I'm preparing to ditch most of my current principles with the Western Price Diet to go mainly Paleo.I will still consume my raw goat milk,raw cheese,organic produce.I'm very active.I'm a lettter carrier and i walk 6 miles 5 days a week.I have tried to increase my protein and fats and cut out my grains.But that leaves me still hungry.I consume alot of organic platains,organic white rice and organic potatoes.(organic white,sweet,) My diet is probably more Perfect Health Diet rather then Paleo.But since i'm so active is daly consumption of white rice and potatoes ok?Also is cooked organ meats/grassfed meats ok for daily consumption?i've been reading that raw is best but isn't palatable for me.Thanks
asked byfrankie (50)
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on January 16, 2012
at 10:04 PM
IMO, listen to what your body is telling you - eat when hungry, stop when full. It took me several months for everything to adjust and during that time was very strict to "settle it all in" and then started tweaking with the food adding things, eliminating, etc. I'm now to two meals a day, down from 6 or so, with a small snack in the afternoon and before bed. But even that fluctuates - worked out hard today and have already eaten 3 nice meals and am looking forward to more.
I don't eat rice, except for the occasional sour plum Yaki Onigiri, but sweet potatoes and tubers play a huge part in my daily routine. As do loads of leafy greens and other veggies, squash, beets, root veg, avocados and such. I do have fruit, I try to keep it seasonal. Some offal fun things a couple of days a week, all varieties of protein. And yes.. some delicious dark chocolate. MM.. grey sea salt dark choco..
Basically, my oh so humble advice, is every body is different and you should play and find what's right for you aka N=1. I know people that do have offal in their daily meal. Some that never partake. Many don't allow fruit or tubers, etc. My way is definitely not for all :) so ultimately it's your party. I think N=1 is an amazingly fun and interesting process. Good luck!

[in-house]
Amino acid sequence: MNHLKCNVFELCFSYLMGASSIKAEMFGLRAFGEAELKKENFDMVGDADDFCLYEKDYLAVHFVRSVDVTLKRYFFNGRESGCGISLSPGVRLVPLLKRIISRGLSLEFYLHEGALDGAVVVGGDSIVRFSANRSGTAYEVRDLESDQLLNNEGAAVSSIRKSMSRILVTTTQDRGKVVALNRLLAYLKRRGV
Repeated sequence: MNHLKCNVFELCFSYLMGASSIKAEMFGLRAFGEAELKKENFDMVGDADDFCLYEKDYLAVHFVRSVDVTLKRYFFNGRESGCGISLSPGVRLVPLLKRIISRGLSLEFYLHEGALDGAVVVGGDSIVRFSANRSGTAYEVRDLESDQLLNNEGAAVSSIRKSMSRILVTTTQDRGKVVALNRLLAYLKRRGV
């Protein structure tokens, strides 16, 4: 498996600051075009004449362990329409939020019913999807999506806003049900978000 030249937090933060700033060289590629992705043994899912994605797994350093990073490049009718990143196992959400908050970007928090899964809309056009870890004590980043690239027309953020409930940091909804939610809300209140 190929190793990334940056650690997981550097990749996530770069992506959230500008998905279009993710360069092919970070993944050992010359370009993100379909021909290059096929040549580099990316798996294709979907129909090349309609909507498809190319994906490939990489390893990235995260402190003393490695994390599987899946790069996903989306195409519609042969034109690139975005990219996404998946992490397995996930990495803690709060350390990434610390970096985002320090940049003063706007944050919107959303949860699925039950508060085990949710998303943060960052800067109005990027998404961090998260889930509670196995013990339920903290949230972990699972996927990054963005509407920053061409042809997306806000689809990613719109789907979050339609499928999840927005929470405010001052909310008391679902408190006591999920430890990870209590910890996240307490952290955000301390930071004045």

Note: I CrossFit and lift heavy stuff upwards of 4 days a week and have an active recovery class, stretchy fantastic mobility work, 1 day.
on January 16, 2012
at 11:04 PM
If you are hungry, then you are probably not eating enough. You don't say if you are still eatig the same amount of calories as you were before going mostly paleo.
I do construction work. I get all of my energy from eggs and fatty meat.
on January 16, 2012
at 09:33 PM
Can I just add a reality check? My wife eats low-carb Paleo (lots of veg, a few berries and no yam, potato or rice) and manages to not be hungry. She does this while riding almost 30 miles a day for commute. You aren't inactive but a few long walks hardly qualifies you as needing to "carb up". It's walking not sprints/weightlifting.
on January 16, 2012
at 08:58 PM
As long as your not gaining fat from white rice and potato then its fine. Cooked organ meat is fine too, its good/great actually. I wouldn't eat that stuff(organs) raw and neither does 99%+ of Paleo Hackers.
Regarding your still hungry comment. Hate to be cliche, but eat more. IMO, eat more fiber containing things(green things) or slower carb things (sweet potato instead of white). A lot of people say up your protein for satiety, which I agree with and you can do if you want and can afford it.